Three quick puzzles concerning the polycube depicted below: (1) Cut it into two pieces that can be reassembled into a cube. (2) Fill space with translated, rotated, and reflected copies of it. (3) Fill space with translated and rotated (but not reflected) copies of it.

orthogonal permutohedron

This polyhedron is an axis-parallel permutohedron: its 24 vertices can be labeled with the 24 permutations on four objects, in such a way that each edge connects two permutations that are related by a swap of two adjacent values. My new paper with Elena Mumford, Steinitz Theorems for Orthogonal Polyhedra (arXiv:0912.0537), aims to provide a complete classification of orthogonal polyhedra such as this one in the same way that Steinitz's theorem provides a complete classification of convex polyhedra.

Convex polyhedra have graphs that are exactly the planar 3-connected graphs, from which we know that there is (up to combinatorial equivalence) only one four-face polyhedron (the tetrahedron), two five-face polyhedra (the triangular prism and the square pyramid), etc. The "simple orthogonal polyhedra" that we study in an analogous way have axis-parallel faces that are simple polygons, three perpendicular edges at each vertex, and the topology of the sphere. As we show, these polyhedra are exactly described by the planar bipartite 3-regular graphs with a weaker connectivity condition than Steinitz's: removing any two vertices splits the graph into at most two connected components (counting an edge between the two removed vertices as a component). From this graph-theoretic characterization it follows that there is exactly one six-face orthogonal polyhedron (the cube), one eight-face orthogonal polyhedron (an L-shaped hexagonal prism), etc.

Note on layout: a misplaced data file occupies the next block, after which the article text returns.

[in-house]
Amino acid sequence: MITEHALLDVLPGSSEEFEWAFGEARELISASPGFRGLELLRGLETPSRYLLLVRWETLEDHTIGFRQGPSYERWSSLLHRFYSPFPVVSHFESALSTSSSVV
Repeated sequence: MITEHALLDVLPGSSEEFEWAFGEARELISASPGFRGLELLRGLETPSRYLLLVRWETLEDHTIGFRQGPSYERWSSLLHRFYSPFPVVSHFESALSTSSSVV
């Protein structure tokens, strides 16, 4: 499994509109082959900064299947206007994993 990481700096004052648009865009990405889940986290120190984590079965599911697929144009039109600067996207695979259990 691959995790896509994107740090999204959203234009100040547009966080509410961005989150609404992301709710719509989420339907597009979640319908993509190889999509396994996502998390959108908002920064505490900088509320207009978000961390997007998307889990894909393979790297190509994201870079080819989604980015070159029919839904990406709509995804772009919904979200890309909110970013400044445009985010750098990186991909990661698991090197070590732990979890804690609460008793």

The key building blocks for our classification are a more restricted class of orthogonal polyhedra: ones that, like the permutohedron above, can be viewed from a point of view from which only a single vertex is hidden behind the other faces. As we show, a planar graph forms the set of vertices and edges of a simple orthogonal polyhedron with one hidden vertex if and only if its dual graph has a structure like the one in the drawing below: a cycle or set of cycles that passes through each interior vertex and that uses exactly one edge from every white interior triangle. Geometrically, the cycles separate the mountain folds from the valley folds of the polyhedron. If the dual graph is 4-connected, then it always has a cycle cover of this type, and the other polyhedra of our classification can be constructed by gluing together polyhedra for dual-4-connected subgraphs.

cycle covering the white triangles of the dual graph of the orthogonal permutohedron

In my previous paper on bendless orthogonal drawing, I showed how to represent the permutohedron (and many other graphs) as a system of axis-parallel line segments in 3d, so that three mutually perpendicular line segments meet at each vertex. But in that paper, the line segments were allowed to cross each other, and the drawings I found were in general very far from being polyhedral. One of the results in the new paper is that, whenever a planar graph has a bendless drawing of this type, then it is the graph of a polyhedron: all crossings and other forms of self-intersections can be eliminated.

Coincidentally, today's arXiv papers also include another one related to Steinitz's theorem (the real one, about convex polyhedra): On the number of spanning trees a planar graph can have (arXiv:0912.0712) by Kevin Buchin and André Schulz. Buchin and Schulz show that, in order to realize a 3d convex polyhedron using integer coordinates, one needs only \( O(n) \) bits per coordinate, improving an exponential bound from Steinitz' original paper and several other previous polynomial bounds.


i am curious about how you practically think about those problems. lots of paper and pencil scribbling? some software tools? big blackboards?
Big whiteboards, lots of pencil and paper sketches (I've started carrying around one of those little squared Moleskine pocket notebooks, and I used it a lot for this), lots of examples, and lots of email back and forth. Not much in the way of software tools except drawing programs. We did a little of this in wave rather than email, but that was only in the last week or two of writing up the paper, after we already had most of it worked out and written.
i inherited from my master Maurice Nivat, who had a deep polyominoes habit, the taste for those:
The Moleskine ones have some other features I like (fits in a jeans pocket, hard cover on both sides with a built-in elastic band to hold it closed) but that one looks like a good alternative.